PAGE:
Please note that the list of modules given here is indicative. This information is published a long time in advance of enrolment and module content and availability are subject to change. Modules that are in use for the current academic year are linked for further information. Where no link is present, further information is not yet available.

Students undertake modules to the value of 180 credits.

Accessibility

Details of the accessibility of UCL buildings can be obtained from AccessAble accessable.co.uk. Further information can also be obtained from the UCL Student Support & Wellbeing team.

Online - Open day

Graduate Open Events: MA Race, Ethnicity and Postcolonial Studies

This MA surveys the history of race and explores the social and cultural complexities of racialised inequality and injustice viewed on a global scale. The modules are taught by specialists associated with the Sarah Parker Remond Centre, as well as scholars working on aspects of race and social justice in numerous disciplines across UCL. At this event, you will hear about the structure and ethos of the course and will be able to ask questions to the core teaching staff on the programme.

Online - Open day

Introduction to MA Race, Ethnicity and Postcolonial Studies

We survey the history of race and explore the social and cultural complexities of racialised inequality and injustice viewed on a global scale.

Fees and funding

Fees for this course

UK students International students
Fee description Full-time Part-time
Tuition fees (2023/24) £14,100 £7,050
Tuition fees (2023/24) £29,000 £14,500

The tuition fees shown are for the year indicated above. Fees for subsequent years may increase or otherwise vary. Where the programme is offered on a flexible/modular basis, fees are charged pro-rata to the appropriate full-time Master's fee taken in an academic session. Further information on fee status, fee increases and the fee schedule can be viewed on the UCL Students website: ucl.ac.uk/students/fees.

Additional costs

Additional costs may include expenses such as books, stationery, printing or photocopying, or conference registration fees and associated travel costs.

The department strives to keep additional costs low. Books and journal articles are usually available via the UCL library as hard copies or via e-journal subscriptions.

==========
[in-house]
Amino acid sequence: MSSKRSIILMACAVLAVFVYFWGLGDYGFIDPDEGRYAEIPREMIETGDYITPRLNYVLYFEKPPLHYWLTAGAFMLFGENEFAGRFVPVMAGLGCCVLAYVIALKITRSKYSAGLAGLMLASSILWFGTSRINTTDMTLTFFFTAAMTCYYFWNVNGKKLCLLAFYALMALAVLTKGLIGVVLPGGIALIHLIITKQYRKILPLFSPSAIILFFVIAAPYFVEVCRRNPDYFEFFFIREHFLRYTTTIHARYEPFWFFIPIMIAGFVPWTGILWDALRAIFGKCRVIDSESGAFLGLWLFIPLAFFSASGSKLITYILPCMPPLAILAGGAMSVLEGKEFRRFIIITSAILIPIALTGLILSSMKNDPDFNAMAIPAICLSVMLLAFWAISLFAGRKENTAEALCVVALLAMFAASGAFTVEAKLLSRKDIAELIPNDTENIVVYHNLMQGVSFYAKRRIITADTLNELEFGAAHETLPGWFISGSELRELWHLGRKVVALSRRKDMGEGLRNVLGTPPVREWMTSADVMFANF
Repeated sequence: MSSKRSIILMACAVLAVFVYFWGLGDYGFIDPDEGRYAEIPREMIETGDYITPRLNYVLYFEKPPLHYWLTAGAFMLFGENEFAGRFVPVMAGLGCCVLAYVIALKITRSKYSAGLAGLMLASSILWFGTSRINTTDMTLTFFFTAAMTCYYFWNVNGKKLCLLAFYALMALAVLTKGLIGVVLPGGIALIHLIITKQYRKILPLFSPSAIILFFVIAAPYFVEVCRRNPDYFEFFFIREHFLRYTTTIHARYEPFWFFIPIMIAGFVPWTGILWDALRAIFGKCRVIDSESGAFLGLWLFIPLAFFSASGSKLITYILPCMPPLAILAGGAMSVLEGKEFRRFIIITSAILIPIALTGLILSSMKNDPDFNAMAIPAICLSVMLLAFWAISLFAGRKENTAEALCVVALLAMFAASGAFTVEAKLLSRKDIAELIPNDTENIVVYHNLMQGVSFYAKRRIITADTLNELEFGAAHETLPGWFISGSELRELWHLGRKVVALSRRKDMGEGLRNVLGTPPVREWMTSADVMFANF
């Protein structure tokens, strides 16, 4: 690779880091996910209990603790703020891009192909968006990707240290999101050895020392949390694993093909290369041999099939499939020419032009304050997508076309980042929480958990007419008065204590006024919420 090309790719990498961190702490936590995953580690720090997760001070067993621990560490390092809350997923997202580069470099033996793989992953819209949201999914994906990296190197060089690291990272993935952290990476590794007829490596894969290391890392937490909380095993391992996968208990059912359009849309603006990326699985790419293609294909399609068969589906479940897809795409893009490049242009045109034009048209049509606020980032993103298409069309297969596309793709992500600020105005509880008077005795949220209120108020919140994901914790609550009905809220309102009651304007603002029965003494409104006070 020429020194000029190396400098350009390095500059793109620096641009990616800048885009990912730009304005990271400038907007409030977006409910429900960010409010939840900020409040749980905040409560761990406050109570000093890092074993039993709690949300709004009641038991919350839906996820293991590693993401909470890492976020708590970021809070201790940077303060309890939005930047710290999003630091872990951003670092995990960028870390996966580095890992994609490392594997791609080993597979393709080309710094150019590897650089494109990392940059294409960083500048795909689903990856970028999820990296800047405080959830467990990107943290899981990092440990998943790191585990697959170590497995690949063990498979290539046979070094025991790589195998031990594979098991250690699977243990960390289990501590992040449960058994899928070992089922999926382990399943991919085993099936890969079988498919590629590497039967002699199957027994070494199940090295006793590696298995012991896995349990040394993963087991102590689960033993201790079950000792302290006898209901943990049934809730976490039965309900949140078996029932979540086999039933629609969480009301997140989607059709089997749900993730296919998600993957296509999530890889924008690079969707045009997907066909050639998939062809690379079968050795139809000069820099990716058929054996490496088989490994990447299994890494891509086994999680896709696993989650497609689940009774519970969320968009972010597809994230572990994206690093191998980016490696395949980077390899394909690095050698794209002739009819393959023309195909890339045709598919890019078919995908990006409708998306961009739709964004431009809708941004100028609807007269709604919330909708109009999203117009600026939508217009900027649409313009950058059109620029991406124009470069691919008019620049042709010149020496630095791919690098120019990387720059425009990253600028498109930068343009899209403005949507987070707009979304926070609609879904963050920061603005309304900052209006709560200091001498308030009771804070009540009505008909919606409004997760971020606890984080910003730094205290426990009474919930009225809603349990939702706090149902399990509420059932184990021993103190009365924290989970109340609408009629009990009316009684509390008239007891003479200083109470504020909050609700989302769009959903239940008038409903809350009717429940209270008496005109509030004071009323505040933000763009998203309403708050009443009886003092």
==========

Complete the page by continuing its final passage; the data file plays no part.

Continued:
For more information on additional costs for prospective students please go to our estimated cost of essential expenditure at Accommodation and living costs.

Funding your studies

For a comprehensive list of the funding opportunities available at UCL, including funding relevant to your nationality, please visit the Scholarships and Funding website.

Next steps

Students are advised to apply as early as possible due to competition for places. Those applying for scholarship funding (particularly overseas applicants) should take note of application deadlines.

There is an application processing fee for this programme of £90 for online applications and £115 for paper applications. Further information can be found at Application fees.

When we assess your application we would like to learn:

  • why you want to study Race, Ethnicity and Postcolonial Studies at graduate level
  • why you want to study Race, Ethnicity and Postcolonial Studies at UCL
  • what particularly attracts you to this programme
  • how your personal, academic and professional background meets the demands of this programme
  • where you would like to go professionally with your degree

Together with essential academic requirements, the personal statement is your opportunity to illustrate whether your reasons for applying to this programme match what the programme will deliver.

Applicants should be able to show that they have an interest in developing critical analysis of racialised hierarchies and inequalities.

Please note that you may submit applications for a maximum of two graduate programmes (or one application for the Law LLM) in any application cycle.

Choose your programme

Please read the Application Guidance before proceeding with your application.

Year of entry: 2023-2024